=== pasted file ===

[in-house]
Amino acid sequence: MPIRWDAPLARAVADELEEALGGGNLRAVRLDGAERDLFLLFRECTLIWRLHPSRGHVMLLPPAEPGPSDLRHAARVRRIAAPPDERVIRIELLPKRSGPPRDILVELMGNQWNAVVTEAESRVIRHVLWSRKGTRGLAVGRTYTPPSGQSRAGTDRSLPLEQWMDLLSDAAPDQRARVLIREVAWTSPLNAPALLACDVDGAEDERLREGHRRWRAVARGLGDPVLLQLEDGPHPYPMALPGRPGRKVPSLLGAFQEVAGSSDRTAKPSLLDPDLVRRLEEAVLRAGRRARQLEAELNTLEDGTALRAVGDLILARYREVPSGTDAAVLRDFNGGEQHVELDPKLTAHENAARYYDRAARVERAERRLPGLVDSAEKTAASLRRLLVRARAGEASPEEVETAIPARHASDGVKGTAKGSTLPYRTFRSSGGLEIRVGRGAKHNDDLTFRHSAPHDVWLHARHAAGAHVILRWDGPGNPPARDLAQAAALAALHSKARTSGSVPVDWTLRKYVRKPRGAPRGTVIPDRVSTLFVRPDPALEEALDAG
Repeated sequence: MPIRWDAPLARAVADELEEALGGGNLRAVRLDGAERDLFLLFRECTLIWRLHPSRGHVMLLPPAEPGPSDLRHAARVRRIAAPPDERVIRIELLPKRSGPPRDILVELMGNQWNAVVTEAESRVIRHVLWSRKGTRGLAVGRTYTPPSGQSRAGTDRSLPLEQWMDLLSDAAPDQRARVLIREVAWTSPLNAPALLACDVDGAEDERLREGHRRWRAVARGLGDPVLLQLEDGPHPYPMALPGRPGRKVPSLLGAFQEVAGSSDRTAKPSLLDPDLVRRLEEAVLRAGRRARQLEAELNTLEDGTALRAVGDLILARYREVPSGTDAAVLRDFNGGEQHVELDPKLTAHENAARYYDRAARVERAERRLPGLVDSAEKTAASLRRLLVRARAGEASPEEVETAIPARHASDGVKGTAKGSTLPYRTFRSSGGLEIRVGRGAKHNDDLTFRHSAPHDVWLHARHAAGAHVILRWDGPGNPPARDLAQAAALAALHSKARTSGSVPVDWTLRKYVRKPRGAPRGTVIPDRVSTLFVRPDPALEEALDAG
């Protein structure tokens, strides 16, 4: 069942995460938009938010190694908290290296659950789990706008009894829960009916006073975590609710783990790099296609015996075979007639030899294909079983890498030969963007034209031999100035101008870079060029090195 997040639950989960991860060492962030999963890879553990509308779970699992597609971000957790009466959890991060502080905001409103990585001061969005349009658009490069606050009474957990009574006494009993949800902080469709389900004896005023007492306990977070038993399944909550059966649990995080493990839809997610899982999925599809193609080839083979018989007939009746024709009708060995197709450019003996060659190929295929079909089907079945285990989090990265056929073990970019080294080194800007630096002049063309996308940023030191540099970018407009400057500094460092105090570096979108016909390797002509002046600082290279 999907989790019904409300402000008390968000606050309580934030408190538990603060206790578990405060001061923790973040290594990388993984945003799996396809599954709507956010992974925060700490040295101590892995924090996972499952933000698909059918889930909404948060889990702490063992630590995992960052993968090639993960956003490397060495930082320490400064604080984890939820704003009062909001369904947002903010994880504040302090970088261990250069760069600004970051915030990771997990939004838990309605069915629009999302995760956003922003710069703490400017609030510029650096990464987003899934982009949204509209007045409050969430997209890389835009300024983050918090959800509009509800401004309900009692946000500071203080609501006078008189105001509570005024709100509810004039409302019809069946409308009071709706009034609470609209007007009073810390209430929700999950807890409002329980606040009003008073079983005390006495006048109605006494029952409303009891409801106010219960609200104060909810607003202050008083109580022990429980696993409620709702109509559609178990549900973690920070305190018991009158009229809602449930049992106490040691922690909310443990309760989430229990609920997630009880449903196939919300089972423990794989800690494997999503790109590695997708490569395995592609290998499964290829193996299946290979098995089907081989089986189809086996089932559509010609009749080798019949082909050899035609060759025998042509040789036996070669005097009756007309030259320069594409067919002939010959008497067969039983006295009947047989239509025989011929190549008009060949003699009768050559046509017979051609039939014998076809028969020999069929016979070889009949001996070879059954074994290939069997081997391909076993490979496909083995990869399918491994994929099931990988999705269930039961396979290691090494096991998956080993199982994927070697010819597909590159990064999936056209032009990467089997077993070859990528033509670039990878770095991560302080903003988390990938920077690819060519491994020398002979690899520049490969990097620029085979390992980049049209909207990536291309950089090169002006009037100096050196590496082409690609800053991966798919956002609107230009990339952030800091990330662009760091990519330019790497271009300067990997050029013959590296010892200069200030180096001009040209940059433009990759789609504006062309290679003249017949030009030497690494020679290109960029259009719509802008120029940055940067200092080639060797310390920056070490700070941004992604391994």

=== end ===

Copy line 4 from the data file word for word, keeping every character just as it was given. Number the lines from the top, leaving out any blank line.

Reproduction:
């Protein structure tokens, strides 16, 4: 069942995460938009938010190694908290290296659950789990706008009894829960009916006073975590609710783990790099296609015996075979007639030899294909079983890498030969963007034209031999100035101008870079060029090195 997040639950989960991860060492962030999963890879553990509308779970699992597609971000957790009466959890991060502080905001409103990585001061969005349009658009490069606050009474957990009574006494009993949800902080469709389900004896005023007492306990977070038993399944909550059966649990995080493990839809997610899982999925599809193609080839083979018989007939009746024709009708060995197709450019003996060659190929295929079909089907079945285990989090990265056929073990970019080294080194800007630096002049063309996308940023030191540099970018407009400057500094460092105090570096979108016909390797002509002046600082290279 999907989790019904409300402000008390968000606050309580934030408190538990603060206790578990405060001061923790973040290594990388993984945003799996396809599954709507956010992974925060700490040295101590892995924090996972499952933000698909059918889930909404948060889990702490063992630590995992960052993968090639993960956003490397060495930082320490400064604080984890939820704003009062909001369904947002903010994880504040302090970088261990250069760069600004970051915030990771997990939004838990309605069915629009999302995760956003922003710069703490400017609030510029650096990464987003899934982009949204509209007045409050969430997209890389835009300024983050918090959800509009509800401004309900009692946000500071203080609501006078008189105001509570005024709100509810004039409302019809069946409308009071709706009034609470609209007007009073810390209430929700999950807890409002329980606040009003008073079983005390006495006048109605006494029952409303009891409801106010219960609200104060909810607003202050008083109580022990429980696993409620709702109509559609178990549900973690920070305190018991009158009229809602449930049992106490040691922690909310443990309760989430229990609920997630009880449903196939919300089972423990794989800690494997999503790109590695997708490569395995592609290998499964290829193996299946290979098995089907081989089986189809086996089932559509010609009749080798019949082909050899035609060759025998042509040789036996070669005097009756007309030259320069594409067919002939010959008497067969039983006295009947047989239509025989011929190549008009060949003699009768050559046509017979051609039939014998076809028969020999069929016979070889009949001996070879059954074994290939069997081997391909076993490979496909083995990869399918491994994929099931990988999705269930039961396979290691090494096991998956080993199982994927070697010819597909590159990064999936056209032009990467089997077993070859990528033509670039990878770095991560302080903003988390990938920077690819060519491994020398002979690899520049490969990097620029085979390992980049049209909207990536291309950089090169002006009037100096050196590496082409690609800053991966798919956002609107230009990339952030800091990330662009760091990519330019790497271009300067990997050029013959590296010892200069200030180096001009040209940059433009990759789609504006062309290679003249017949030009030497690494020679290109960029259009719509802008120029940055940067200092080639060797310390920056070490700070941004992604391994």